By Joan W. Scott* – The Nation
On the fast train from Brussels to Paris a few years ago, I met a young woman from the Philippines who was taking a weekend holiday from her job in Belgium to visit France for the first time. As the train entered the outskirts of Paris, she turned to me and said in surprise, “I didn’t realize the French were a black people.” It was my turn to be surprised, until I looked out the window and saw that we were in the banlieues, the segregated neighborhoods consisting largely of West and North African “immigrants” that ring the city. I put “immigrants” in scare quotes because many of these people are long-term residents of France; indeed, many of them are citizens. The word is nonetheless regularly used in France to distinguish them from the Français de souche—the legitimate (white) members of the nation.
By Jessica Stern *
UNITED NATIONS, Sep 20 2017 (IPS) – On September 18 and 19, US President Donald Trump addressed world leaders at the opening of the 72nd Session of the General Assembly in New York.
Time and time again, President Trump has threatened to curtail the United States’ obligations to the international human rights system and to the United Nations itself. In his remarks, the word he said most often – “sovereignty” – underscored that his political agenda promotes political isolationism and undermines the global cooperation that protects vulnerable people from natural disasters, corrupt governments, and civil war.
By RICHARD C. PADDOCK and HANNAH BEECH – The New York Times
NAYPYIDAW, Myanmar — Daw Aung San Suu Kyi, the Nobel Peace Prize laureate and de facto leader of Myanmar, stood before a room of government officials and foreign dignitaries on Tuesday to at last, after weeks of international urging, address the plight of the country’s Rohingya ethnic minority.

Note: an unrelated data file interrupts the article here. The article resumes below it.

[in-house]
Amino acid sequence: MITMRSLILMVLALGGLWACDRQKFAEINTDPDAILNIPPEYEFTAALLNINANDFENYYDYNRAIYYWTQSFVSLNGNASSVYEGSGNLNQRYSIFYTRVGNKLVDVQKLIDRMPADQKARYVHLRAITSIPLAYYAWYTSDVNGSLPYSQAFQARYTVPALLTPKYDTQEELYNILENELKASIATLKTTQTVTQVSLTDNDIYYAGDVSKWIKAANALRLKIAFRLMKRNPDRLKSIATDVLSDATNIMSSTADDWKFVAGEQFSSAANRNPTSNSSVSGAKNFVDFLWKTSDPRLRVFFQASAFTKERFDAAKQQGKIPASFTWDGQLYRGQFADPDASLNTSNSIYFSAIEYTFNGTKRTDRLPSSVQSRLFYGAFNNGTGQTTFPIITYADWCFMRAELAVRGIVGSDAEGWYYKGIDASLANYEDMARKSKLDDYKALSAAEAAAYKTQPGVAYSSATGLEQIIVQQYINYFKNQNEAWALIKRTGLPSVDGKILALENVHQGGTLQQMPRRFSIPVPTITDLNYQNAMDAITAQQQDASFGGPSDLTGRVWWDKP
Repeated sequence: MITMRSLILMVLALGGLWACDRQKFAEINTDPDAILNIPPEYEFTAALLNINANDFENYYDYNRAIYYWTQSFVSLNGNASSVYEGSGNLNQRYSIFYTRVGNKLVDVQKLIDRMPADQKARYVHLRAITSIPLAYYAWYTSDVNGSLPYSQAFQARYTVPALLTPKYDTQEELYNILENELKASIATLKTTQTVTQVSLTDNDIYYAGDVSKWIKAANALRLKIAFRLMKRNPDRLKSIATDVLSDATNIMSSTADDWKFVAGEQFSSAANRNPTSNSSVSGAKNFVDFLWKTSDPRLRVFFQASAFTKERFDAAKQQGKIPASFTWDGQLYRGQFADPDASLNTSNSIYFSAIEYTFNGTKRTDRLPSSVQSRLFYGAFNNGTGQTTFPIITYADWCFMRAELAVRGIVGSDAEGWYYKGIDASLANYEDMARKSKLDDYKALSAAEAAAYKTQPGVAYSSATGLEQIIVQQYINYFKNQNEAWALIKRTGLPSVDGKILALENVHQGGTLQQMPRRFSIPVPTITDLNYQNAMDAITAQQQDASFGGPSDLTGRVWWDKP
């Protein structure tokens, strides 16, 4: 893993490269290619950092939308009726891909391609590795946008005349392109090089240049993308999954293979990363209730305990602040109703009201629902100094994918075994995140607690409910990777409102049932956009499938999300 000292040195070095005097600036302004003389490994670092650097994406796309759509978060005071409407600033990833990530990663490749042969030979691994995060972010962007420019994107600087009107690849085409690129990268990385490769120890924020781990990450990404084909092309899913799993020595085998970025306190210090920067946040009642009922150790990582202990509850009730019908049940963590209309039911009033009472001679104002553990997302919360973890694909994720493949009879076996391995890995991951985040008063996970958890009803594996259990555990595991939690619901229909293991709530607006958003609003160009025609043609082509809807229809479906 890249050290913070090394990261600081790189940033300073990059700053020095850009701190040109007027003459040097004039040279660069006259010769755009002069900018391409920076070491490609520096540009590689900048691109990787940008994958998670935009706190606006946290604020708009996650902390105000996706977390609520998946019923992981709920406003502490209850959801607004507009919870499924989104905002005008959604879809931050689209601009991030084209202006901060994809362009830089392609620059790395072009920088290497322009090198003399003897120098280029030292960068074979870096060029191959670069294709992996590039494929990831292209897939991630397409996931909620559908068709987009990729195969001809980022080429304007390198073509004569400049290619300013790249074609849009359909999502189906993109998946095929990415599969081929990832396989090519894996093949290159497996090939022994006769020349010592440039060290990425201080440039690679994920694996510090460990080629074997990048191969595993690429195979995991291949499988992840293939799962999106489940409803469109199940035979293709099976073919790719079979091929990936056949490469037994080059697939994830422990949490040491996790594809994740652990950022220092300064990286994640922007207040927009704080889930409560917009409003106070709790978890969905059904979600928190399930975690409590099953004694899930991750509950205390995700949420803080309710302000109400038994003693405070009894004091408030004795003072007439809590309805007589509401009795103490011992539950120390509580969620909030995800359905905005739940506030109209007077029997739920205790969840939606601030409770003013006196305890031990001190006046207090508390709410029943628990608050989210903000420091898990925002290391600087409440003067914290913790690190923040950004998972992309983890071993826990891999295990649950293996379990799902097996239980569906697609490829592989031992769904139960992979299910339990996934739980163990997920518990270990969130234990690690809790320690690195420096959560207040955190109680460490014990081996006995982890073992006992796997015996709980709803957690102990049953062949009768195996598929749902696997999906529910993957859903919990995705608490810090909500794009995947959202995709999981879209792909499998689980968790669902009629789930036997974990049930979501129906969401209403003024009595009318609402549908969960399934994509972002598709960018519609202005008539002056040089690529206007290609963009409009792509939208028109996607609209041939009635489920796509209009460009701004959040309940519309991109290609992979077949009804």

But those who expected Ms. Aung San Suu Kyi to eloquently acknowledge a people’s oppression were disappointed.
Dani McClain – The Nation
You could be forgiven for thinking the movement has gone quiet. But you’d be wrong.
On June 1, the right-wing blogger and avowed white supremacist Jason Kessler and other alt-right activists met for dinner on the patio of Miller’s Downtown, a popular burger joint in Charlottesville, Virginia. The dinner was two weeks after white nationalists had gathered in the city’s Lee Park, wielding torches as a kind of dress rehearsal for the mid-August “Unite the Right” rally that left counterprotester Heather Heyer dead and dozens more injured. According to local reports, members of the white-led group Showing Up for Racial Justice surrounded Kessler’s party that night at Miller’s, recording the gathering on their phones and shouting, “Nazi, go home!” At a nearby table sat University of Virginia professor Jalane Schmidt, who at the time was trying to establish a Black Lives Matter chapter in Charlottesville. As black passersby stopped and showed interest in the confrontation, participants in the SURJ action directed them to Schmidt’s table.
By Yousef bin Ahmed Al-Othaimeen*
NEW YORK, Sep 18 2017 (IPS) – The Organization of Islamic Cooperation (OIC), by virtue of its position of being the second largest international organization outside the UN system with 57 member countries comprising one fifth of the world population and covering Asia, Africa, Europe and the Americas, is indeed an important actor in dealing with rapprochement between cultures, in particular rapprochement between the Muslim World and its international partners like the USA.
Rapprochement between cultures through dialogue among civilizations and diverse faiths as an agenda item was pioneered by the OIC at the international level as early as 1998.
Charles M. Blow* – The New York Times
That was only one in a string a tweets on Sept. 11 by ESPN host Jemele Hill in which Hill goes on to say that Trump is “the most ignorant, offensive president of my lifetime,” that he hired and courted white supremacists, that “His rise is a direct result of white supremacy,” that “if he were not white, he never would have been elected.” Hill insinuates that the Republican Party “has done nothing but endorse/promote white supremacy.”